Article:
They Say That I Stole This

Friday, March 12, 2010


Twenty years ago a series of lawsuits criminalized the hip-hop sampling of artists like Hank Shocklee and Public Enemy. And yet, two decades later, artists like Girl Talk have found success breaking those same sampling laws. OTM producer Jamie York talks to Girl Talk, Shocklee and Duke Law professor James Boyle about two decades of sampling - on both sides of the law.

Comments [4]


“They Say That I Stole This” reported on the 12th of march 2010. This article is basically about how a young man by the name of Gregg Gillis manipulates and samples music to make it into his own. A lot of people are considering this theft but in reality no one can really can stop them.
I believe that what there doing is legal there not copying the whole song so what’s 10 sec of a james brown record or a snoop dog album. these top of the line executives just wan to squeeze money out of every possible facet they can get.
I can also see where the executives are coming from but they have to realize that you will never be able to catch every single person that samples their music. Technology is so advanced now days its almost impossible.
I think this report is very informative because i never knew that this was a problem going on.

Apr. 28 2011 02:08 PM
Daniel Bashian

these demos sound a whole lot like a mixed track than anything else. parts from other peoples song put together to create a new song is not stealing, but it isnt original art. it is merely paraphrasing if you will the original artists beats and lyrics. if sample artists are using other peoples music they samplers should have to pay the original artist for the use of their music. yet how do you copyright a beat or tune? is that possible?

Apr. 28 2011 04:19 AM
dj food stamp from eugene

cool episode, but but what Girl Talk does is NOTHING like Shocklee. Bomb Squad really did a collage, really worked their samples, really worked on obscurity and hiding and meshing, and PE is political about it....Girl Talk is just trying to make money, he's takes the most important parts of some of the most important songs and tries to put his name to it, yet he relies TOO much on the aura of previous works. I am pro sample, pro creative commons, but GT does shame to the idea of fair use and sampling as an ART FORM. I have a HUGE problem w/ people glorifying what he does when you should maybe laud the software he uses (which does most of the work) rather than the so called "artist."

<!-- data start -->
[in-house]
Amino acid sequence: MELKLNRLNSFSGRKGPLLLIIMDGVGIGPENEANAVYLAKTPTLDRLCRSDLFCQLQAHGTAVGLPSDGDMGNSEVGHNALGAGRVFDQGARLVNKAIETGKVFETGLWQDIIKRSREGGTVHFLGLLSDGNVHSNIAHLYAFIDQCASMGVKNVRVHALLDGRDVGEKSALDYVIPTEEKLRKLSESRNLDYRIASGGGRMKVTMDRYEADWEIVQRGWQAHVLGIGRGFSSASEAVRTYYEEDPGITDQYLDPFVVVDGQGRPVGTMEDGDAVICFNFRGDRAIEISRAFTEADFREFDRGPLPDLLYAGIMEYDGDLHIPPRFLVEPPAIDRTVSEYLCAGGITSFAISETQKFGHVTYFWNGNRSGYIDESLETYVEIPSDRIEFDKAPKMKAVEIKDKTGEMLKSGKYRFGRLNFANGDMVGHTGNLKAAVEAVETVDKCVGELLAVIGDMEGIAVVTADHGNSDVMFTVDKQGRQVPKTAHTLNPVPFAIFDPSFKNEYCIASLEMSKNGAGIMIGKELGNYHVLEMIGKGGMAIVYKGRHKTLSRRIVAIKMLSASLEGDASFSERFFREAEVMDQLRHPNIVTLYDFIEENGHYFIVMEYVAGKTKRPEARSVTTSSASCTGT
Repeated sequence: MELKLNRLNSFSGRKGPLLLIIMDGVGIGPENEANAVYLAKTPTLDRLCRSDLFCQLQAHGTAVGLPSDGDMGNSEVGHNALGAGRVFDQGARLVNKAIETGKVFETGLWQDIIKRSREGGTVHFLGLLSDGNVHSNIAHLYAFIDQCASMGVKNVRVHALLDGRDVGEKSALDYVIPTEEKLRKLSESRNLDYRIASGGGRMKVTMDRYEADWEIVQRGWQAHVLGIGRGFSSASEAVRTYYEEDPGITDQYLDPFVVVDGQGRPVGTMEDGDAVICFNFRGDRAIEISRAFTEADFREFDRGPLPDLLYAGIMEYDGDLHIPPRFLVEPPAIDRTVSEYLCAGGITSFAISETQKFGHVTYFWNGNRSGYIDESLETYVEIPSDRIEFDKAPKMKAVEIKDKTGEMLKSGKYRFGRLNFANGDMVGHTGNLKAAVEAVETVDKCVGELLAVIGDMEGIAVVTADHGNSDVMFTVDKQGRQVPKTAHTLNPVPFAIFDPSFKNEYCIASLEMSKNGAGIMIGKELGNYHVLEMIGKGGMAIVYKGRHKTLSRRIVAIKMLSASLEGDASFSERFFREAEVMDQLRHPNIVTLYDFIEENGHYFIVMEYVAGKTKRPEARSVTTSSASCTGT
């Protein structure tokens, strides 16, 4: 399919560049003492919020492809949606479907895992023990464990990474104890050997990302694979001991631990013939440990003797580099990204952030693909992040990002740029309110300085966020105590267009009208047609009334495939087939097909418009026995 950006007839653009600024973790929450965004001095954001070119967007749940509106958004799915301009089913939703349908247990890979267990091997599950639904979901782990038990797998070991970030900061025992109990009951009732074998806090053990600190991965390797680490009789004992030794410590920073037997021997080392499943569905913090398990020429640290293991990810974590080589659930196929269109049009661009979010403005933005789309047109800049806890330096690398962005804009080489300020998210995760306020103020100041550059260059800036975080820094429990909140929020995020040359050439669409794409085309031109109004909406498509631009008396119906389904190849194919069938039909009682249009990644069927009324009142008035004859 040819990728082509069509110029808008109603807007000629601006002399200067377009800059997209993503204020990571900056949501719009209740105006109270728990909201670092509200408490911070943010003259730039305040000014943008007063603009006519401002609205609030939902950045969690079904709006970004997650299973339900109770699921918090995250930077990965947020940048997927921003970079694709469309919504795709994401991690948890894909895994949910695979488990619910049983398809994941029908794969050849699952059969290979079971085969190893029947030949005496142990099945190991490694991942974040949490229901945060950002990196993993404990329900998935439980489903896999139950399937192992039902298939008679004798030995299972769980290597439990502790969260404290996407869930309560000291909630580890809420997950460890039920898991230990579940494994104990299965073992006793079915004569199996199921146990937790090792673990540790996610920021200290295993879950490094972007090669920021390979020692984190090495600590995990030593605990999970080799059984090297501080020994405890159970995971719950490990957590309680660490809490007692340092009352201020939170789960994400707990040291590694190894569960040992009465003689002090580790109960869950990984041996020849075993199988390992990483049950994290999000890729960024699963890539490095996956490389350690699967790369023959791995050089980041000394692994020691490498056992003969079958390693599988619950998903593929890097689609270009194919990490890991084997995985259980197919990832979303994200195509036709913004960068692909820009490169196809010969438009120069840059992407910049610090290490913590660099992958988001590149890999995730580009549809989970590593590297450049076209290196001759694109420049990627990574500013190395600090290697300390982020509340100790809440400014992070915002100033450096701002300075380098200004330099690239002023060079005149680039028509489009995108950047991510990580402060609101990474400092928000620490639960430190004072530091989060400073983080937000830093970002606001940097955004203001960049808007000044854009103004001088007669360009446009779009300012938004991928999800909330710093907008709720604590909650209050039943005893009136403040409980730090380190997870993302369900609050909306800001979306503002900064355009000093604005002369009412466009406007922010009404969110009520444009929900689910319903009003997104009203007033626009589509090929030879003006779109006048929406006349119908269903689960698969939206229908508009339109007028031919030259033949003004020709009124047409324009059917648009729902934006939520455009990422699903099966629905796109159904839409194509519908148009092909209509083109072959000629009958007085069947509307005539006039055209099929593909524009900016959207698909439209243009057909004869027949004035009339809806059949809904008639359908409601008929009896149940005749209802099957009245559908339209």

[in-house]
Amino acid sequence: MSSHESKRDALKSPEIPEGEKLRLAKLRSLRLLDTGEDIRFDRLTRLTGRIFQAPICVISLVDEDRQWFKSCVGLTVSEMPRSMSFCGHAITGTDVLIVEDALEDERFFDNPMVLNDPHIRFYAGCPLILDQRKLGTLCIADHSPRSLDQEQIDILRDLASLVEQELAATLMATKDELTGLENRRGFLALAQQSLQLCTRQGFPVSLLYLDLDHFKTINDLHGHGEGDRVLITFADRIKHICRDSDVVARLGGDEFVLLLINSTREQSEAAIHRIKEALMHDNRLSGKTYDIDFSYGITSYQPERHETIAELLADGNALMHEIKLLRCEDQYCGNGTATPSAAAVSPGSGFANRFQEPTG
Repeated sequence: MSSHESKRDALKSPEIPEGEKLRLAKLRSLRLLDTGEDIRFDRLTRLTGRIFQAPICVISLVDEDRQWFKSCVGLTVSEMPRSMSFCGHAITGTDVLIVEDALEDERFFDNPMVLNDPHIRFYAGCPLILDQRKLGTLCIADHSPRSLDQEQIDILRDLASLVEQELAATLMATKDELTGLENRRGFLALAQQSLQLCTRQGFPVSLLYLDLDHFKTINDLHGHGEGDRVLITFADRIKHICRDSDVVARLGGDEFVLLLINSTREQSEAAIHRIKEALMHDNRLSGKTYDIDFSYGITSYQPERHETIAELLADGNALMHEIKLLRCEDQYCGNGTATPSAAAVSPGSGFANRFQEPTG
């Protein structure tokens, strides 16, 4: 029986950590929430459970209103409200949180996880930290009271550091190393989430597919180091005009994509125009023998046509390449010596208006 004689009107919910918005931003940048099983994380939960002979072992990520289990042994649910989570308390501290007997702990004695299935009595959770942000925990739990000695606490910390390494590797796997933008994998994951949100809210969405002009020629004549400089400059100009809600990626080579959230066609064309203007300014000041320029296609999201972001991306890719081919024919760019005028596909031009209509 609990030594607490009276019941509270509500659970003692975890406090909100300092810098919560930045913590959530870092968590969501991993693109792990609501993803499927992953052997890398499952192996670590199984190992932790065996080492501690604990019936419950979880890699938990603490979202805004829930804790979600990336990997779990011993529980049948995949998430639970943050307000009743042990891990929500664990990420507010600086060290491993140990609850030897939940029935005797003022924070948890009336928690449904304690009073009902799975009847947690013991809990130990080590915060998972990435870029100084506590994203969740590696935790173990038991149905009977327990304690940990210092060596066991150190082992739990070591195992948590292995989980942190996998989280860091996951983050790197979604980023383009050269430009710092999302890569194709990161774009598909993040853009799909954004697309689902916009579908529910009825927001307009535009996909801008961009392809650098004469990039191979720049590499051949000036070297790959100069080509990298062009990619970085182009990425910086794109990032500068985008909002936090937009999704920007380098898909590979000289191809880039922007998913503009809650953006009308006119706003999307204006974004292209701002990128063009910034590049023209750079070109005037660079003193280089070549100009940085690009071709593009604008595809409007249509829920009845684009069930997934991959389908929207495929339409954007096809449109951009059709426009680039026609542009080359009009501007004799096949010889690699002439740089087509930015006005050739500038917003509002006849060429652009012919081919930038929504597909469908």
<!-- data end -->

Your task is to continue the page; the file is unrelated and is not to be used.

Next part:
Mar. 17 2010 01:56 PM
Michael The K from U.S.A.

I rarely buy music. I pay for SiriusXM and listen to most of the music I enjoy that way (also get NPR that way since I'm not served by a local affiliate). I have purchased 2 of Girl Talks CDs. I'd listened to his music as MP3s and wanted to support his work (got a tangible form of his music for my support). This is a great report on how the record companies failed. They were looking out for themselves, not their artists or the fans. The artists are surviving. Fans are happy. Record companies are fading.

In 1989 the world cheered when a government that tried to control its people collapsed. The world will continue to cheer as record companies collapse because they fail their artists and fans. Don't blame the people for your failed business model.

Mar. 14 2010 10:38 PM

Leave a Comment

Email addresses are required but never displayed.